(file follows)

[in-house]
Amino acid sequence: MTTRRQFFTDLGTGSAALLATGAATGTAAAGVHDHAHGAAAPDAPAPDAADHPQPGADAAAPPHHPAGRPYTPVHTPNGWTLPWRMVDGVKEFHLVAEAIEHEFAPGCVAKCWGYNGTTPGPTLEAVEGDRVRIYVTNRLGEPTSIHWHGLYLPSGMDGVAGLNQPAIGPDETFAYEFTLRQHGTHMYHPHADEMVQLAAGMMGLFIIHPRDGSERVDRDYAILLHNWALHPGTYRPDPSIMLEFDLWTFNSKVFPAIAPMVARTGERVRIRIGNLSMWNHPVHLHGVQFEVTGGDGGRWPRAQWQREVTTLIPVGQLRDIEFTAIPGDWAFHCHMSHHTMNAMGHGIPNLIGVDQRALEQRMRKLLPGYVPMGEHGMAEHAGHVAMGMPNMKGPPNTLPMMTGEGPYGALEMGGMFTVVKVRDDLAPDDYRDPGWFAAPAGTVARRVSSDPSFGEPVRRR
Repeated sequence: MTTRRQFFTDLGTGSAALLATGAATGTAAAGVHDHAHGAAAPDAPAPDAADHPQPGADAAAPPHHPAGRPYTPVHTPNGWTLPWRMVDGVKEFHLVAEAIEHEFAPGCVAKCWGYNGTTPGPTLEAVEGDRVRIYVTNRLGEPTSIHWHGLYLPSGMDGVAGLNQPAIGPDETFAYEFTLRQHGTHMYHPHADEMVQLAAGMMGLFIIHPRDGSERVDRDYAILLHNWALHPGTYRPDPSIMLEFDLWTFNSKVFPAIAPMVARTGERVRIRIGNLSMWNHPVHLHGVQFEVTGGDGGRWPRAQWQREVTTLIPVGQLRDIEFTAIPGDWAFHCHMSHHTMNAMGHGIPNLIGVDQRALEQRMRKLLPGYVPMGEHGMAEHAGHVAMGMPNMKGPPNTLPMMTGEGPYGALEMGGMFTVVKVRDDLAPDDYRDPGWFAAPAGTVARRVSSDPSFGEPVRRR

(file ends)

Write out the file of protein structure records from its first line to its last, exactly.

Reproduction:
[in-house]
Amino acid sequence: MTTRRQFFTDLGTGSAALLATGAATGTAAAGVHDHAHGAAAPDAPAPDAADHPQPGADAAAPPHHPAGRPYTPVHTPNGWTLPWRMVDGVKEFHLVAEAIEHEFAPGCVAKCWGYNGTTPGPTLEAVEGDRVRIYVTNRLGEPTSIHWHGLYLPSGMDGVAGLNQPAIGPDETFAYEFTLRQHGTHMYHPHADEMVQLAAGMMGLFIIHPRDGSERVDRDYAILLHNWALHPGTYRPDPSIMLEFDLWTFNSKVFPAIAPMVARTGERVRIRIGNLSMWNHPVHLHGVQFEVTGGDGGRWPRAQWQREVTTLIPVGQLRDIEFTAIPGDWAFHCHMSHHTMNAMGHGIPNLIGVDQRALEQRMRKLLPGYVPMGEHGMAEHAGHVAMGMPNMKGPPNTLPMMTGEGPYGALEMGGMFTVVKVRDDLAPDDYRDPGWFAAPAGTVARRVSSDPSFGEPVRRR
Repeated sequence: MTTRRQFFTDLGTGSAALLATGAATGTAAAGVHDHAHGAAAPDAPAPDAADHPQPGADAAAPPHHPAGRPYTPVHTPNGWTLPWRMVDGVKEFHLVAEAIEHEFAPGCVAKCWGYNGTTPGPTLEAVEGDRVRIYVTNRLGEPTSIHWHGLYLPSGMDGVAGLNQPAIGPDETFAYEFTLRQHGTHMYHPHADEMVQLAAGMMGLFIIHPRDGSERVDRDYAILLHNWALHPGTYRPDPSIMLEFDLWTFNSKVFPAIAPMVARTGERVRIRIGNLSMWNHPVHLHGVQFEVTGGDGGRWPRAQWQREVTTLIPVGQLRDIEFTAIPGDWAFHCHMSHHTMNAMGHGIPNLIGVDQRALEQRMRKLLPGYVPMGEHGMAEHAGHVAMGMPNMKGPPNTLPMMTGEGPYGALEMGGMFTVVKVRDDLAPDDYRDPGWFAAPAGTVARRVSSDPSFGEPVRRR